Look at a set of tuning forks. There are usually eight forks in a set, and they are all of different sizes. The fork is ''played'' by striking it against a hard surface, which makes the prongs vibrate - rather like plucking a string. The same rules also apply to tuning forks - the lower notes are made by forks that are longer and thicker, so that they do not vibrate so fast.
A set of tuning forks make the notes C, D, E, F G, A, B & C. The first and largest fork produces middle C. Then they go down in length and thickness, making the notes D to B. The smallest (eighth) fork is a C again, but this note is one octave higher than middle C.
They are very carefully made, so that each fork makes a pure sound, with a regular wave that has a fixed number of vibrations per second.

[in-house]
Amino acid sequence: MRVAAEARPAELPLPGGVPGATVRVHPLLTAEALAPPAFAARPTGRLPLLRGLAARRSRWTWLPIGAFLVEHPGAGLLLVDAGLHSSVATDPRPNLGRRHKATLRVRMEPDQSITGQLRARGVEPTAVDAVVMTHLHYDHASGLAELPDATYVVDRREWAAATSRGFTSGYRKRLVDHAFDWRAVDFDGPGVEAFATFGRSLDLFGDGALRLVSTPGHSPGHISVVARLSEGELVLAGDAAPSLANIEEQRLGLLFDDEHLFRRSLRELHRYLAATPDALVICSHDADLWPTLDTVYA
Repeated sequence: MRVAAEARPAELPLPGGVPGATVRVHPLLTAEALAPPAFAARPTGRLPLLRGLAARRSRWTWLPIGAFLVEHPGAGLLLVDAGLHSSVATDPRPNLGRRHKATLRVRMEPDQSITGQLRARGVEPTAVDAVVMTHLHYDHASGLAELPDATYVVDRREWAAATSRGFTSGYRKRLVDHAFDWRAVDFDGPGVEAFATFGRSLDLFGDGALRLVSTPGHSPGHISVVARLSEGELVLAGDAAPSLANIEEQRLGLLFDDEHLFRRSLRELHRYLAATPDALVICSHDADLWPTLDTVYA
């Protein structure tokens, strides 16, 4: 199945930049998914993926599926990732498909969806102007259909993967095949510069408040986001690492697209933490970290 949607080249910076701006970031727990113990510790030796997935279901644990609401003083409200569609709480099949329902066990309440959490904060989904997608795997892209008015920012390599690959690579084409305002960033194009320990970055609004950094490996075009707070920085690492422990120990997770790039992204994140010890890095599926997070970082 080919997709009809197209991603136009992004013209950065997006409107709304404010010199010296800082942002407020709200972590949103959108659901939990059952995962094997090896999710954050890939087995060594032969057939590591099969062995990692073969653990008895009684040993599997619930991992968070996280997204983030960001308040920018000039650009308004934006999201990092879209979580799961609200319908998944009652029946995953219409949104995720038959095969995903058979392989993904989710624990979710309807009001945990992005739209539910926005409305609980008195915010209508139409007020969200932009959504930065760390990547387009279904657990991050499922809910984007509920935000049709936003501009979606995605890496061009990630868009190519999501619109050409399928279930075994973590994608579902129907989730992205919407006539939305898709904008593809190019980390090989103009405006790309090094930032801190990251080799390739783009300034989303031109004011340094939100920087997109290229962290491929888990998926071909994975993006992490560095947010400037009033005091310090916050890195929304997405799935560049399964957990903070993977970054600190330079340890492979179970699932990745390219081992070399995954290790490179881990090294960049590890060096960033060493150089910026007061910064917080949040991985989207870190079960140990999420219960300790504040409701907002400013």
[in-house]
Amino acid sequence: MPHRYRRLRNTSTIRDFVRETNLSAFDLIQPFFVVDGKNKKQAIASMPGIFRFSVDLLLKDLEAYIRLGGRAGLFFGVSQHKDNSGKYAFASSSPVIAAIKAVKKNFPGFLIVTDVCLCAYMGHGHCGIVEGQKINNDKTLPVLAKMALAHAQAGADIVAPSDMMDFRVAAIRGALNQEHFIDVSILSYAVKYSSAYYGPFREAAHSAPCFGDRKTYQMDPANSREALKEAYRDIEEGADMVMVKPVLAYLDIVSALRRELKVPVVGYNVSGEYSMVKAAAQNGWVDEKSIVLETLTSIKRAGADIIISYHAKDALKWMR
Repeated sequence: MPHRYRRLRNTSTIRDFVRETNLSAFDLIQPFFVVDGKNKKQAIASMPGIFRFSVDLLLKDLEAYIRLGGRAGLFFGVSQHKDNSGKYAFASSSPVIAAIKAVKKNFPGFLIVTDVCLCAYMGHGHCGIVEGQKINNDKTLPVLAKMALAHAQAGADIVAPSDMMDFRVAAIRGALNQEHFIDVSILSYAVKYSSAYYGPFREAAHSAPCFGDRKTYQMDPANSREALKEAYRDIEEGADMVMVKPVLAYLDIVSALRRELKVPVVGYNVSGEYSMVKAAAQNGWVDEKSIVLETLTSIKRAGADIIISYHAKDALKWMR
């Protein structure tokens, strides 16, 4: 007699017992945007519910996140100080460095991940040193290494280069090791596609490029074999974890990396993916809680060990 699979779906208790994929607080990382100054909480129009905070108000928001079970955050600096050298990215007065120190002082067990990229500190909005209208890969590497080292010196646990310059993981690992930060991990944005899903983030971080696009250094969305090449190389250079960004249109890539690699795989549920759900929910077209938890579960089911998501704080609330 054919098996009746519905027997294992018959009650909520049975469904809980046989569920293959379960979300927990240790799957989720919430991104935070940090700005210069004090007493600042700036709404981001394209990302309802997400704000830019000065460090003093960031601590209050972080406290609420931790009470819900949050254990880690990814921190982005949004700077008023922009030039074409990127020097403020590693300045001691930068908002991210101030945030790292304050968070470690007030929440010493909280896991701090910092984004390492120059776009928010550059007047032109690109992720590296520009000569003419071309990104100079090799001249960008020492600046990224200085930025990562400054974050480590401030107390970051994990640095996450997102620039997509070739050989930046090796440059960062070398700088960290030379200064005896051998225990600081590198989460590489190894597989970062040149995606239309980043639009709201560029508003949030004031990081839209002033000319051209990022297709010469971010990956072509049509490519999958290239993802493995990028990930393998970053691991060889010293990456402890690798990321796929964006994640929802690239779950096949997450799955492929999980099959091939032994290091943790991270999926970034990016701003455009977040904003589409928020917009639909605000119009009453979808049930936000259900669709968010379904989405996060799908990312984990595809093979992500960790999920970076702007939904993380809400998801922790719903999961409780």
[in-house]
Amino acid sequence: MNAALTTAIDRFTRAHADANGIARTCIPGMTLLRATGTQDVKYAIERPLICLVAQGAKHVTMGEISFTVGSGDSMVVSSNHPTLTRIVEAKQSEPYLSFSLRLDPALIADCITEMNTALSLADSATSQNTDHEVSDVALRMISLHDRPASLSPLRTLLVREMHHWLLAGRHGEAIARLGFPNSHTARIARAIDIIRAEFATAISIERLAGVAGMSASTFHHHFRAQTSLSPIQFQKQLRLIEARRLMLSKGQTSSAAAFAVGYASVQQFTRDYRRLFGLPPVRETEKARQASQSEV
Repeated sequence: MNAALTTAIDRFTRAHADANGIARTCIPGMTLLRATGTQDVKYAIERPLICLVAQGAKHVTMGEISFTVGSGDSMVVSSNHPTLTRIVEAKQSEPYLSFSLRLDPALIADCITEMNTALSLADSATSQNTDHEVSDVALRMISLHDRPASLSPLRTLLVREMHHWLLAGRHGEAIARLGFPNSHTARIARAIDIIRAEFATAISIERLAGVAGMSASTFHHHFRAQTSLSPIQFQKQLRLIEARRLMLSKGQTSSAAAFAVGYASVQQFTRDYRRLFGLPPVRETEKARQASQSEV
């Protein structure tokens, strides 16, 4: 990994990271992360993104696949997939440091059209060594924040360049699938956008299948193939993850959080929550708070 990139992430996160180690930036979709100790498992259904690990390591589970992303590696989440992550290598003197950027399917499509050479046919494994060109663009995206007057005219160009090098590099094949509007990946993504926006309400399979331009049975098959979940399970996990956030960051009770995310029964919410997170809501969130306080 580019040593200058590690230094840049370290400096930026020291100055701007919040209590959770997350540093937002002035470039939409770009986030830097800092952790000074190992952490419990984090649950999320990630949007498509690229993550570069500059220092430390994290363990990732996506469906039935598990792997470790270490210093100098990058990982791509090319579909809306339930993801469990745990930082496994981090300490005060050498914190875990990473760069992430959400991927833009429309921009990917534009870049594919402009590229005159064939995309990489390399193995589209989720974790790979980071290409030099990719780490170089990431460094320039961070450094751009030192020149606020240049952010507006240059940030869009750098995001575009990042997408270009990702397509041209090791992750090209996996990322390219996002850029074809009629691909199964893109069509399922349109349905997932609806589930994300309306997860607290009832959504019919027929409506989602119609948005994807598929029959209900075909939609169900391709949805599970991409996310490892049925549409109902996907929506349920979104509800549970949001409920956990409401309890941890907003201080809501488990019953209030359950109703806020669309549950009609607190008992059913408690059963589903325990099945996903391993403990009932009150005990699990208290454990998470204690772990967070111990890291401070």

The sound from a tuning fork is pure and has a smooth, regular sound-wave pattern. The hammer's sound has an irregular, ''spiky'' wave, which is typical of a noise.

Noise occurs when a sound wave has no smooth, regular pattern. It consists of a mixture of different vibrations. The wave is all mixed up. For example, the hissing made by air escaping from a bicycle tire is not a pure sound. It is a noise. Its sound-wave pattern is irregular

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